August 23, 2013

Under the Dome: "The Fourth Hand"

Joe, Norrie and Julia go looking for the mysterious egg - only it has vanished from its original location in the woods. After a resident of Chester's Mill is accidentally shot, Big Jim orders a buyback of the town's guns. Angie has a seizure, while the 'pink stars are falling' mantra turns out to have deep significance for Junior. Linda and Barbie follow a trail from a home invasion by a junkie to the late Reverend Coggins' drugs operation to Big Jim's propane store - and Barbie and Big Jim turn out to have a connection neither had anticipated.

You might guess from the above synopsis that a lot happened in "The Fourth Hand". This was a very busy episode, with a lot of plot development and some excellent work drawing the series' disparate elements into one strong direction. It also featured quite possibly the most irritating plot thread introduced to the series so far, one that irritated me so much that it damn-near derailed the whole enterprise.

Let's start with the good bits. Jim, Norrie and Angie are all connected via their seizures, the 'pink stars' line and now the clear indication that together they can open the small dome and reach the glowing egg inside - so long as they can find the fourth person that the small dome clearly needs. (Hence the "Fourth Hand" title.) There's a disturbing possibility that the fourth person just might be Junior Rennie, whose dead mother appeared to foresee the pink stars in dreams in the months before she died. This episode does a great job of dragging Angie and Junior back together, despite his actions in earlier episodes. It makes for deeply uncomfortable viewing.

It's great to see Linda do some independent investigating, dragging back some plot elements that appeared to have been discarded for a while. It's going to be interesting to see what happens once she manages to join the dots from local drug users to Coggins to the propane to Big Jim.

Sadly this episode also introduces a new character to the series in the form of crime boss Maxine, played by Natalie Zea. She's dressed like the cast of Sex and the City and has apparently been hiding in Chester's Mill for the past eight days. One assumed she kept hiding even when it seemed obvious that the town was getting hit by a tactical missile strike, otherwise surely Jim or Barbie would have seen her hiding in the shelter with everyone else. I also assume that despite being a decorated Special Forces veteran Barbie is actually incompetent at his job, since it turns out Maxine has been personally keeping him under surveillance all week - despite sticking out like a sore thumb in her expensive clothes and luxury sedan car.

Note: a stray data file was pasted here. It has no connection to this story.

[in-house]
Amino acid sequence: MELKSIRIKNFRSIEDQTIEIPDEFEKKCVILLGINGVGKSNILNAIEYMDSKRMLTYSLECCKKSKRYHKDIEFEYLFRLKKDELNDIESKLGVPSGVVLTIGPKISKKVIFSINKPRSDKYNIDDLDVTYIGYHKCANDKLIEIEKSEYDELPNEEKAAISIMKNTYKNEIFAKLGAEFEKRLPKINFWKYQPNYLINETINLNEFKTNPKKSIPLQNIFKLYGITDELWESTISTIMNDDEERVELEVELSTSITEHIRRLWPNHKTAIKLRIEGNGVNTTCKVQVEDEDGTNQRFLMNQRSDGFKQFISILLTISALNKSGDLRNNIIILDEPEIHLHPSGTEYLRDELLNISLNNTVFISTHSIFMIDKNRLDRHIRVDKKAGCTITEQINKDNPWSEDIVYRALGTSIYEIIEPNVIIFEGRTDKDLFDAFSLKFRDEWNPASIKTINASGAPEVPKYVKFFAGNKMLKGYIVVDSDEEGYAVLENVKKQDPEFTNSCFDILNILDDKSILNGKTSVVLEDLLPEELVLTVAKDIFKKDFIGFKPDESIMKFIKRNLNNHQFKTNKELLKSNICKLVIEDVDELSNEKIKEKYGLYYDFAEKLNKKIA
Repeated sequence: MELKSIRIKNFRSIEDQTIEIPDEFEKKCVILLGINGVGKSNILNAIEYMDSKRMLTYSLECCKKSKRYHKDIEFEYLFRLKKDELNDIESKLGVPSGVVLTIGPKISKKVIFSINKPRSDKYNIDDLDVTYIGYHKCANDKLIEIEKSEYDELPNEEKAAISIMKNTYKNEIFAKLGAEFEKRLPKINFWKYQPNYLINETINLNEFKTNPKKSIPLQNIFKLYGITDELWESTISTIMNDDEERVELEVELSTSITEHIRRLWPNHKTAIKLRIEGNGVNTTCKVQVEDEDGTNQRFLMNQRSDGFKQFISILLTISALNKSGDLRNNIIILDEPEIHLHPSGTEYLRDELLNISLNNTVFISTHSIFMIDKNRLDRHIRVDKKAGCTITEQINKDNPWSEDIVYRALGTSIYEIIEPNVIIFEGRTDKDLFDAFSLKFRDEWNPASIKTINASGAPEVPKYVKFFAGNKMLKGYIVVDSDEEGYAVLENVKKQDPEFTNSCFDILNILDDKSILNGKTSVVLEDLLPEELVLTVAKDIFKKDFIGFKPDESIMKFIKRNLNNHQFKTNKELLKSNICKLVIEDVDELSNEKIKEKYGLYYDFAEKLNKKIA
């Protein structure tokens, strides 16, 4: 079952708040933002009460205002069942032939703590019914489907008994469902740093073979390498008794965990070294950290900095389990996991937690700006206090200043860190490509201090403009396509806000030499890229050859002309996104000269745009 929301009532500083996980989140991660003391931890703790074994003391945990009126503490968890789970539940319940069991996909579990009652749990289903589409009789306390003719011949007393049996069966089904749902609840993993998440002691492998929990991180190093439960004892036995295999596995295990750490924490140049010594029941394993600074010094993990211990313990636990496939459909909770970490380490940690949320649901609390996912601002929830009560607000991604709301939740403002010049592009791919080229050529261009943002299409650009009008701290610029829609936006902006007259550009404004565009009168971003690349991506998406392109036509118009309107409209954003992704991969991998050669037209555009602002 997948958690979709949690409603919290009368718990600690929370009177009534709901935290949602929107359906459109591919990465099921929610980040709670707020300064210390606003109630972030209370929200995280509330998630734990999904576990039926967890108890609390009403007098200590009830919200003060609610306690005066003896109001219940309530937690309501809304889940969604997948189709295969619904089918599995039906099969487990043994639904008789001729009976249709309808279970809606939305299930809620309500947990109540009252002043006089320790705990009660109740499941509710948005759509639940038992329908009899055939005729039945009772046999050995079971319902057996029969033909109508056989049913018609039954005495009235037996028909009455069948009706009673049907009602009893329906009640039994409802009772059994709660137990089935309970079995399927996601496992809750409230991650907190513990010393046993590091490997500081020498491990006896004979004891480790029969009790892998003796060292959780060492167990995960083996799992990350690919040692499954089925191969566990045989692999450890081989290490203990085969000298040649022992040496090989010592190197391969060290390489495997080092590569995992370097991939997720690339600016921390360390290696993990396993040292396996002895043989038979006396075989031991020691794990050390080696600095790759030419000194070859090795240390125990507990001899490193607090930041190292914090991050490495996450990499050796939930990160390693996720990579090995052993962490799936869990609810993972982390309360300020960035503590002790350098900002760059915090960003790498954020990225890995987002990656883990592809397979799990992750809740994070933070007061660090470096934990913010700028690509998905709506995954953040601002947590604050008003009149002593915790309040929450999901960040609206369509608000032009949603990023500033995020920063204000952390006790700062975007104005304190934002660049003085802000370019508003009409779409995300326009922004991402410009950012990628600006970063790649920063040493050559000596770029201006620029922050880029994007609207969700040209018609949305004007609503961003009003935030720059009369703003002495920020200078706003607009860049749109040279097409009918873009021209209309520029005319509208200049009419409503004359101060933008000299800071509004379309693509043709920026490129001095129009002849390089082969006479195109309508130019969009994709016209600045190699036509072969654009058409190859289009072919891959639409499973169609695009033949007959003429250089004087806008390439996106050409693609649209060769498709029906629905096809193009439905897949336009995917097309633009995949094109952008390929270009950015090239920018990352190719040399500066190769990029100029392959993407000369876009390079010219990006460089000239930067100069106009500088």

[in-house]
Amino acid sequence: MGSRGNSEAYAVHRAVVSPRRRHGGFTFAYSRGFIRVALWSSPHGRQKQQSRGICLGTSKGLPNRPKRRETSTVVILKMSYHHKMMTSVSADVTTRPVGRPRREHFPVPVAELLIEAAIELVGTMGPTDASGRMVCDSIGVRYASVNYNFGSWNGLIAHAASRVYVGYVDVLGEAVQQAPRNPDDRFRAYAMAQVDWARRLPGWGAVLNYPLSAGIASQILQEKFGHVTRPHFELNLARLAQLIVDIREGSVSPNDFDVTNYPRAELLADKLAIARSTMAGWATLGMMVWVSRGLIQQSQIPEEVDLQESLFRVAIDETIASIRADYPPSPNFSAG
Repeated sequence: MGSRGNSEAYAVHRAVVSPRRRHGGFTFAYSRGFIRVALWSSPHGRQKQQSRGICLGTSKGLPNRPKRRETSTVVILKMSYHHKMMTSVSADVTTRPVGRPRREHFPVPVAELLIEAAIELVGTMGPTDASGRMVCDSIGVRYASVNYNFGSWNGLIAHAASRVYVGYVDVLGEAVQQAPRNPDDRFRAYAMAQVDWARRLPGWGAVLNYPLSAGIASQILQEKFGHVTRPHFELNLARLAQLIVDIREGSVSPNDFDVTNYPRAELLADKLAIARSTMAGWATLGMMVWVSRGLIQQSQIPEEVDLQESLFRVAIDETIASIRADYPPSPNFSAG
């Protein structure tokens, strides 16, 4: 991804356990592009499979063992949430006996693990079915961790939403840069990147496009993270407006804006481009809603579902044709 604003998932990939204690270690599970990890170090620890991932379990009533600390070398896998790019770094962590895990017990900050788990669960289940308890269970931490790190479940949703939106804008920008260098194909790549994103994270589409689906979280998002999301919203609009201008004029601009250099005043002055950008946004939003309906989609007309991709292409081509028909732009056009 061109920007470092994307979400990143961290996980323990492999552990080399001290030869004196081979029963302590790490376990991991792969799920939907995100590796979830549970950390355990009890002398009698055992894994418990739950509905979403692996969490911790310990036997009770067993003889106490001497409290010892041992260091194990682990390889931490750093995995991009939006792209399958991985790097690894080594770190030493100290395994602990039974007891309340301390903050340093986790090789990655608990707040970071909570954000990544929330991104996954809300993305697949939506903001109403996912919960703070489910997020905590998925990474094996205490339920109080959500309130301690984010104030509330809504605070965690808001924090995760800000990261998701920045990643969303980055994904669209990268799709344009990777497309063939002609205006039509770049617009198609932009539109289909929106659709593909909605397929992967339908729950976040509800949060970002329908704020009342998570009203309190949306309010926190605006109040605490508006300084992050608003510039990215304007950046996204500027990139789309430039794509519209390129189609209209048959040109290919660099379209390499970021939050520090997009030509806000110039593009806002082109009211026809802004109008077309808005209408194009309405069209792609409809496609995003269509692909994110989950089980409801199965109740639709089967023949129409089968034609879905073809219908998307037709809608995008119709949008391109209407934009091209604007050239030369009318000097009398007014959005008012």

I will bet money that, with five weeks to go on the first season, the production team were informed that CBS wanted a second season - and that Maxine is their attempt to complicate and sustain the Big Jim versus Barbie conflict for at least another 13 episodes. Whatever their motive, she's an element that doesn't work. She's incredibly badly written, and feels like she's walked in from a completely different series.

Still, all in all, one dire plot thread isn't enough to derail the whole episode. I'm giving this week's episode a tick of approval, particularly for the 'fourth hand' plot thread which feels rather like a 1980s Amblin film. We're nine episodes in, and Under the Dome has managed five good episodes out of nine (or 56%).

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